Mortgaging the future

To give the devil his due, Gov. Arnold Schwarzenegger may succeed in submitting a balanced budget this year. That is no mean feat. But once again it’s a budget that mortgages the future by borrowing heavily. And it’s also one that makes dramatic cuts to local governments, colleges and universities and the public schools.

These are short-term hits, the governor insists. Convinced the state’s economy will improve in coming years and revenues will increase, he has promised to return budgets to something like normalcy beginning in 2006. He is, to use Sacramento Bee pundit Dan Walter’s pungent phrase, “betting on the come” that things will get better.

It may not work, the Legislature’s independent budget analyst, Elizabeth Hill, warned this week. The governor’s failure to propose lasting changes to balance the state’s books is likely to cause budget shortfalls for years to come beginning in 2006, she said.

As is well known, Schwarzenegger is loathe to raise taxes even a little. Indeed, his first act as governor was to reduce the vehicle license fee by $4 billion a year. So instead we will pay for the deficit in reduced local services, fewer university classes, crowded schools and higher university fees.

Butte County residents should be especially concerned because Chico State University has such a powerful economic presence here. The university is being hit to the tune of several million dollars, and students are being asked to pay more for their educations—up a proposed 14 percent next year alone. This means fewer classes, fewer teachers and fewer students, which causes a painful ripple effect throughout the community.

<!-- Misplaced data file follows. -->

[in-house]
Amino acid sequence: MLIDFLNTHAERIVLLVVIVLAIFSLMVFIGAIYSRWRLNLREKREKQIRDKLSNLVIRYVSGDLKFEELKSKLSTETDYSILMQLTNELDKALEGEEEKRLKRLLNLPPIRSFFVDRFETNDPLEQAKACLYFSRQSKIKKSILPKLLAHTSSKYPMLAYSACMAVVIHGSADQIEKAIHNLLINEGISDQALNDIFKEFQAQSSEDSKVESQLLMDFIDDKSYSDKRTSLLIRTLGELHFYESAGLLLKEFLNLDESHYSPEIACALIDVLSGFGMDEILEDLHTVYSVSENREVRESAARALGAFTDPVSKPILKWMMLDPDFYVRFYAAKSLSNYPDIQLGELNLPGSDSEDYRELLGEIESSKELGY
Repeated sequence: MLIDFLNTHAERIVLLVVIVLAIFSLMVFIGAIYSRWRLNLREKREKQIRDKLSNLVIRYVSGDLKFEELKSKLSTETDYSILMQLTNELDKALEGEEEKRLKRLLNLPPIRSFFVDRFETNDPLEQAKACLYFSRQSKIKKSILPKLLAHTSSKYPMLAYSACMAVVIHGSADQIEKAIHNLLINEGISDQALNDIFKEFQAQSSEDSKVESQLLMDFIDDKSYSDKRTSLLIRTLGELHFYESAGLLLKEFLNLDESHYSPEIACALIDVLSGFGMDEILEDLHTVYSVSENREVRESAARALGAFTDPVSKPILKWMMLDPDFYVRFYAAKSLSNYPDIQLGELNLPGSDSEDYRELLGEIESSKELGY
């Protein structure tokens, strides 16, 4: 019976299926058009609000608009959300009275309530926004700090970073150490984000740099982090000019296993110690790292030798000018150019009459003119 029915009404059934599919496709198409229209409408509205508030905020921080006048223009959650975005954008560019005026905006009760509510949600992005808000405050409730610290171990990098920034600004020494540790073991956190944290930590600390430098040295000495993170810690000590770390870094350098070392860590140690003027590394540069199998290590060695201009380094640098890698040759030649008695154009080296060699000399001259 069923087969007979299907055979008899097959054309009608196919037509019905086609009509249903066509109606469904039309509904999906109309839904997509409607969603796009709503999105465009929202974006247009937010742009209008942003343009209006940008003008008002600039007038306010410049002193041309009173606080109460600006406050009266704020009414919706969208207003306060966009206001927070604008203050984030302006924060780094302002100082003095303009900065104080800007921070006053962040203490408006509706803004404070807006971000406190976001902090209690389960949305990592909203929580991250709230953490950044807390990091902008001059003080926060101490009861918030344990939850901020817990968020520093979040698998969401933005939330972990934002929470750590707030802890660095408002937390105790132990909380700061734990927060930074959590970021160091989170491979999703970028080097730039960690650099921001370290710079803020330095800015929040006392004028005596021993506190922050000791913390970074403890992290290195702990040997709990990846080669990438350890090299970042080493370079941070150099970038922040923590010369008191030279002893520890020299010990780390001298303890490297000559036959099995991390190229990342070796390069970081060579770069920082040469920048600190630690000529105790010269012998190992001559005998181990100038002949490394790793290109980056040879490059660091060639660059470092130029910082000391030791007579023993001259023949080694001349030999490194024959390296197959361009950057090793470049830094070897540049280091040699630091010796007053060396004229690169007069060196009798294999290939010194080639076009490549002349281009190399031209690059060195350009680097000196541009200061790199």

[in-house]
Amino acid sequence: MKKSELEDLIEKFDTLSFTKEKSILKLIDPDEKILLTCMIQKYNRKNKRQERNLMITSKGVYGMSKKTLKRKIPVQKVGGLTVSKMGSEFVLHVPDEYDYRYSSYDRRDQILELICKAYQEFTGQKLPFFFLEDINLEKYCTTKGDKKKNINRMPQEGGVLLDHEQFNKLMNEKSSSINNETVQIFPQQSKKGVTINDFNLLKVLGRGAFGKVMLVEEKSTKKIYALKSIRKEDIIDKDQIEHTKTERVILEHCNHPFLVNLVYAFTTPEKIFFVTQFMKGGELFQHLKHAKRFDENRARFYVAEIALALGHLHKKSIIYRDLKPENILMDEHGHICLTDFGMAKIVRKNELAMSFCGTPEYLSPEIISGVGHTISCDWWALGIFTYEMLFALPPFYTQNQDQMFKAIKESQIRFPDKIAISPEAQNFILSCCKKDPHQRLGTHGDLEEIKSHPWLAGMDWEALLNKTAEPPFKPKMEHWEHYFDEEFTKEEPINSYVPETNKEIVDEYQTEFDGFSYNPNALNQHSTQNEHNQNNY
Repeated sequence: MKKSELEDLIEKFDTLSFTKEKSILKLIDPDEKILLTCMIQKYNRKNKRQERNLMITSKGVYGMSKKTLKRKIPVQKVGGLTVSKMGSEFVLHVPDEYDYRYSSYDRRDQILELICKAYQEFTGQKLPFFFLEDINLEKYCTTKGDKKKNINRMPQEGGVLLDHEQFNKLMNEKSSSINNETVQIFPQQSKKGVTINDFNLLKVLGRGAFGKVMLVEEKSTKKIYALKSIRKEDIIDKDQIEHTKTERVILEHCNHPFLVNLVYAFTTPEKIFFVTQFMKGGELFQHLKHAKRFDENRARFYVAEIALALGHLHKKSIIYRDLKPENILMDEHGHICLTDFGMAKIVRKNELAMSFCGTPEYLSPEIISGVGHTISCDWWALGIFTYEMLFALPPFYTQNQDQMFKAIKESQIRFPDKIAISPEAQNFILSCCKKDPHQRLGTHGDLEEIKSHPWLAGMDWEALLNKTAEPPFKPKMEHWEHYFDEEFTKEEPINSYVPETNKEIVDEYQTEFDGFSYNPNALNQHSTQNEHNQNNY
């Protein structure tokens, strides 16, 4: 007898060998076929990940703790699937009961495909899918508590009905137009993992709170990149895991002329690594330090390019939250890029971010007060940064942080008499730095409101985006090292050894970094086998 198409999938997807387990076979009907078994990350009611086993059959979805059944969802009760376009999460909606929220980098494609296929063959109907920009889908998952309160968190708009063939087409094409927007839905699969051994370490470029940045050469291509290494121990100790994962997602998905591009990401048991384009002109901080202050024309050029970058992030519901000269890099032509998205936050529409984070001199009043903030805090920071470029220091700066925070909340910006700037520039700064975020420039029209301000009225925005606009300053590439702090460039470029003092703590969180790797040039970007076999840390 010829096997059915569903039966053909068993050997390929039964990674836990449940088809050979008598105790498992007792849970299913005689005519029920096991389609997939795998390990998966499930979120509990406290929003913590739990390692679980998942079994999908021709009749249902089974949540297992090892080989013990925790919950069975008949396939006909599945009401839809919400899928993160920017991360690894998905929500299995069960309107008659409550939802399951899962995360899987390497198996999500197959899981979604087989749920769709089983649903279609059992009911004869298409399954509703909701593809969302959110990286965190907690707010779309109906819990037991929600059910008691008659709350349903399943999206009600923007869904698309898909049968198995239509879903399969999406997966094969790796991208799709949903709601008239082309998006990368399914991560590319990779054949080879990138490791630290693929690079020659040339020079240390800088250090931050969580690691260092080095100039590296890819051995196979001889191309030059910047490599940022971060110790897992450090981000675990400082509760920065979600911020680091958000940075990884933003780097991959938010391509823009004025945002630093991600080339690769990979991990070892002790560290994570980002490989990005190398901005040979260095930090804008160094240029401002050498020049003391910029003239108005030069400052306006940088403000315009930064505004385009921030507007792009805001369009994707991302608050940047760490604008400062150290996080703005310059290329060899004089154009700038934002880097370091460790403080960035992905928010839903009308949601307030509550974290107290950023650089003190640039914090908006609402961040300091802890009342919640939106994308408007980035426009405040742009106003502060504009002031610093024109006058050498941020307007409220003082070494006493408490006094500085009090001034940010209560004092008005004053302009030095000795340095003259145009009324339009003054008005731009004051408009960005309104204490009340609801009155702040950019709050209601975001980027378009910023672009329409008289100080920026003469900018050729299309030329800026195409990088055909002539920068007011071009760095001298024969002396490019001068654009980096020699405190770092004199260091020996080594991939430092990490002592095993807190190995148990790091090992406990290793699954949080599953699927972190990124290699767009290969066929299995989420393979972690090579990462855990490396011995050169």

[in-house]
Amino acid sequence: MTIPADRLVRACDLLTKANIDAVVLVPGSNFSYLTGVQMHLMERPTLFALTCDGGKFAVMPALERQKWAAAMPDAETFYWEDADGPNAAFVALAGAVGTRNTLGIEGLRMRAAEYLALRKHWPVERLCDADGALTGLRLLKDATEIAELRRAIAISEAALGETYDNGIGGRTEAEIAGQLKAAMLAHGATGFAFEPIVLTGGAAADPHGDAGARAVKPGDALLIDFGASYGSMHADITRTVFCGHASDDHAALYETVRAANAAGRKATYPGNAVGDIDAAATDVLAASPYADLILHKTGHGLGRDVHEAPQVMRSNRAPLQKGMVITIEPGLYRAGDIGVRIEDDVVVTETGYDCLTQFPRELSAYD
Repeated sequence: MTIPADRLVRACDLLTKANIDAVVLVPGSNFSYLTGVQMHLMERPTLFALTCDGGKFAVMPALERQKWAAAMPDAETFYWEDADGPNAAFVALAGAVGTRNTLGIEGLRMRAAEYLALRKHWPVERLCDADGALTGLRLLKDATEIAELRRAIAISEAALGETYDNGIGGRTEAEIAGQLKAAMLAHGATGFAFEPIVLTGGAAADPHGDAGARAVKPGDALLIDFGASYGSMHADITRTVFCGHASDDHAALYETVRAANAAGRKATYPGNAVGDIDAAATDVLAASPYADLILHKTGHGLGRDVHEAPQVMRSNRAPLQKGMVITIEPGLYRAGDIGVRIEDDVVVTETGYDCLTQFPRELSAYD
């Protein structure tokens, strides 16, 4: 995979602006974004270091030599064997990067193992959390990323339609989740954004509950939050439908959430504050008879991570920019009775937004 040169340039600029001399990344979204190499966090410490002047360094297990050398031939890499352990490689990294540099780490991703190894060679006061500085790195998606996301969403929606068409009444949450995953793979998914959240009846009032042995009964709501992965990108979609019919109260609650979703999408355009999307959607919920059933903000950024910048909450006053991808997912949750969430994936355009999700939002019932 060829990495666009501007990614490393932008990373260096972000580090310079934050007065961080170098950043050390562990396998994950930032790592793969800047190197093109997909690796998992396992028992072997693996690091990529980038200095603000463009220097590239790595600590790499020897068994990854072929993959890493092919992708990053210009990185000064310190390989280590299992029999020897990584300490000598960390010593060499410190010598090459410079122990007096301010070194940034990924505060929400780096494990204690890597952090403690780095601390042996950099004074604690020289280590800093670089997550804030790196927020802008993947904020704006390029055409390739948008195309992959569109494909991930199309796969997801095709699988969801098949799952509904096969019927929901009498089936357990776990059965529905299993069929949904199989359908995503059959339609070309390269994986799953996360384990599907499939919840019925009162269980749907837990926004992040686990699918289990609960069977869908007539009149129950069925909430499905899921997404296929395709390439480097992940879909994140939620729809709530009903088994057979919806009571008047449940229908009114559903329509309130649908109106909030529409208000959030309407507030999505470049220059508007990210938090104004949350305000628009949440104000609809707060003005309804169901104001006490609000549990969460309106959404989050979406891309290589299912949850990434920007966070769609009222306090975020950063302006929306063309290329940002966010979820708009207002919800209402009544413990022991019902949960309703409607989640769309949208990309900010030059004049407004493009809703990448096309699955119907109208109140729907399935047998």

Beyond that, we should all be concerned about the faltering commitment to higher education. At a time when lower-level jobs are going overseas by the millions, the greatest advantage the United States has over other countries is its superb system of accessible higher education. That system nurtures research and innovation, and from them come the new, sophisticated jobs that will keep our economy healthy.

The easier it is for students to take advantage of this system, the stronger our country will be. Yet we increasingly are making it harder for them, closing doors instead of opening them. As with the governor’s budget, we will pay the price eventually.